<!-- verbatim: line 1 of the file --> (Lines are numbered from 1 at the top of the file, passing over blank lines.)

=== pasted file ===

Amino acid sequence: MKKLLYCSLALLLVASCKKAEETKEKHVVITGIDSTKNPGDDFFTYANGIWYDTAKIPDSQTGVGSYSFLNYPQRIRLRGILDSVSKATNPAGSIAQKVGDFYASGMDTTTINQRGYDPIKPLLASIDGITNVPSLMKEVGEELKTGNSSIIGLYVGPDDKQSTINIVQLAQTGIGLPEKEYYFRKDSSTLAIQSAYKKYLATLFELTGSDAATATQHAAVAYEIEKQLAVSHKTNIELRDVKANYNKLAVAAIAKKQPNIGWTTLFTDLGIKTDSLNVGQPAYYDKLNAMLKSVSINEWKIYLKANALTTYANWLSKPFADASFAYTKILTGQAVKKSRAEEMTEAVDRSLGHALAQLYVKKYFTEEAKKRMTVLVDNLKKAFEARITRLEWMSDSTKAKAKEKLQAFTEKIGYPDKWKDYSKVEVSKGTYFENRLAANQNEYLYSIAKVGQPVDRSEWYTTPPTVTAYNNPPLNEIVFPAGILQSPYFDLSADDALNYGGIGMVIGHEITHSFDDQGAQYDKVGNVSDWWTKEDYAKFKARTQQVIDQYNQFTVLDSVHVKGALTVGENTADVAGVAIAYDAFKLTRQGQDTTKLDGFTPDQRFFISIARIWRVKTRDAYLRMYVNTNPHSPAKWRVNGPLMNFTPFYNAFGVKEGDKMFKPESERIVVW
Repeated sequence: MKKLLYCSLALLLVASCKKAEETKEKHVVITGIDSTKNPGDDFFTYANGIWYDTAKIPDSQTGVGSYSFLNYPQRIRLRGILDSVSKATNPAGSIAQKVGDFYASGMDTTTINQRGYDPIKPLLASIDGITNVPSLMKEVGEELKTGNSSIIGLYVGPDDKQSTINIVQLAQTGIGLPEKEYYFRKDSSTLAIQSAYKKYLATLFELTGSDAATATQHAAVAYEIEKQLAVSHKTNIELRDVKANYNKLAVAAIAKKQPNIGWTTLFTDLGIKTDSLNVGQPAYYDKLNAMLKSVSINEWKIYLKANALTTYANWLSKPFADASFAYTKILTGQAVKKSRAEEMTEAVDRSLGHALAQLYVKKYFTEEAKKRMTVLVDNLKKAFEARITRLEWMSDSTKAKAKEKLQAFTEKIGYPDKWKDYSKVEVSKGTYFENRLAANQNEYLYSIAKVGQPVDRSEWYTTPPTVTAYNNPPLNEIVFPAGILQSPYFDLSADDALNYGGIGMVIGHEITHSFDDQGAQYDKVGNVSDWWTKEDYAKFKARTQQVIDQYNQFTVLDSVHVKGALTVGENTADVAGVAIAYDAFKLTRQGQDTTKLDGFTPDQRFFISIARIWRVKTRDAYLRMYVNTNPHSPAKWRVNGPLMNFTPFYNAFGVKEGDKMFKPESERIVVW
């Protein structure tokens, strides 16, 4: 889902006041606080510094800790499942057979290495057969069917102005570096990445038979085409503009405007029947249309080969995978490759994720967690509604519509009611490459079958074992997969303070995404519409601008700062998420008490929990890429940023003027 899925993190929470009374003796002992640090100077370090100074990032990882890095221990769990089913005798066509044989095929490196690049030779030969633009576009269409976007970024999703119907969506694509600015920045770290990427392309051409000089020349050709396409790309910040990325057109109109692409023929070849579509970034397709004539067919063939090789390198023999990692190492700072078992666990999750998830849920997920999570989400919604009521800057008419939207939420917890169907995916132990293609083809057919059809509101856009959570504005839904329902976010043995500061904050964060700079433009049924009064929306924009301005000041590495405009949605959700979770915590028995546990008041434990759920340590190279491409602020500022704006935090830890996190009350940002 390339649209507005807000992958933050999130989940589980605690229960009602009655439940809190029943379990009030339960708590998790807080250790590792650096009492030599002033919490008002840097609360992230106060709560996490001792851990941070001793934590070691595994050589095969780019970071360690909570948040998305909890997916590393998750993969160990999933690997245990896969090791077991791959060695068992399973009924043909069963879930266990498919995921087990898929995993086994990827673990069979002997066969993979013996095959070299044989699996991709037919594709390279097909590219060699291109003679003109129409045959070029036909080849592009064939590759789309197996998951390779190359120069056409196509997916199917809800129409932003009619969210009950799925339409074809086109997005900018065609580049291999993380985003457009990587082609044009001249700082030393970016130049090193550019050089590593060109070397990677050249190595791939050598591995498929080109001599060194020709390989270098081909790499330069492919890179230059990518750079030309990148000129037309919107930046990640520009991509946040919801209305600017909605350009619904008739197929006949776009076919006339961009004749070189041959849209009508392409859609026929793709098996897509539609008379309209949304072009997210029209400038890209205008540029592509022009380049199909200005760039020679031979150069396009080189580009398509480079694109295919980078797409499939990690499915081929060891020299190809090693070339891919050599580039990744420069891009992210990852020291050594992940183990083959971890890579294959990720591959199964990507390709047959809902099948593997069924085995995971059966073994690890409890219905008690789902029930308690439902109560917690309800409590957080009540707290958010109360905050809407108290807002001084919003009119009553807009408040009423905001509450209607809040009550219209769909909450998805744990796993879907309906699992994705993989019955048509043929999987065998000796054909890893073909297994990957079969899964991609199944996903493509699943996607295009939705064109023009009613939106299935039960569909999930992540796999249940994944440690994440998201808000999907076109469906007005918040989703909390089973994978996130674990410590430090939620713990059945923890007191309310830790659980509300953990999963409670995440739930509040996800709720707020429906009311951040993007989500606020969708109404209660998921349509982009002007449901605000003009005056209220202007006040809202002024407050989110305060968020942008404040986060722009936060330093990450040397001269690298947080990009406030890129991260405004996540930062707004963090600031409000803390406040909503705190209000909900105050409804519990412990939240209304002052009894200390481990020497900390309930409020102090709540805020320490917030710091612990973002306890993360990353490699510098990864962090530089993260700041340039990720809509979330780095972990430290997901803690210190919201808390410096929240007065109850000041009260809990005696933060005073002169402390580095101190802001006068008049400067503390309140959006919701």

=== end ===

Amino acid sequence: MKKLLYCSLALLLVASCKKAEETKEKHVVITGIDSTKNPGDDFFTYANGIWYDTAKIPDSQTGVGSYSFLNYPQRIRLRGILDSVSKATNPAGSIAQKVGDFYASGMDTTTINQRGYDPIKPLLASIDGITNVPSLMKEVGEELKTGNSSIIGLYVGPDDKQSTINIVQLAQTGIGLPEKEYYFRKDSSTLAIQSAYKKYLATLFELTGSDAATATQHAAVAYEIEKQLAVSHKTNIELRDVKANYNKLAVAAIAKKQPNIGWTTLFTDLGIKTDSLNVGQPAYYDKLNAMLKSVSINEWKIYLKANALTTYANWLSKPFADASFAYTKILTGQAVKKSRAEEMTEAVDRSLGHALAQLYVKKYFTEEAKKRMTVLVDNLKKAFEARITRLEWMSDSTKAKAKEKLQAFTEKIGYPDKWKDYSKVEVSKGTYFENRLAANQNEYLYSIAKVGQPVDRSEWYTTPPTVTAYNNPPLNEIVFPAGILQSPYFDLSADDALNYGGIGMVIGHEITHSFDDQGAQYDKVGNVSDWWTKEDYAKFKARTQQVIDQYNQFTVLDSVHVKGALTVGENTADVAGVAIAYDAFKLTRQGQDTTKLDGFTPDQRFFISIARIWRVKTRDAYLRMYVNTNPHSPAKWRVNGPLMNFTPFYNAFGVKEGDKMFKPESERIVVW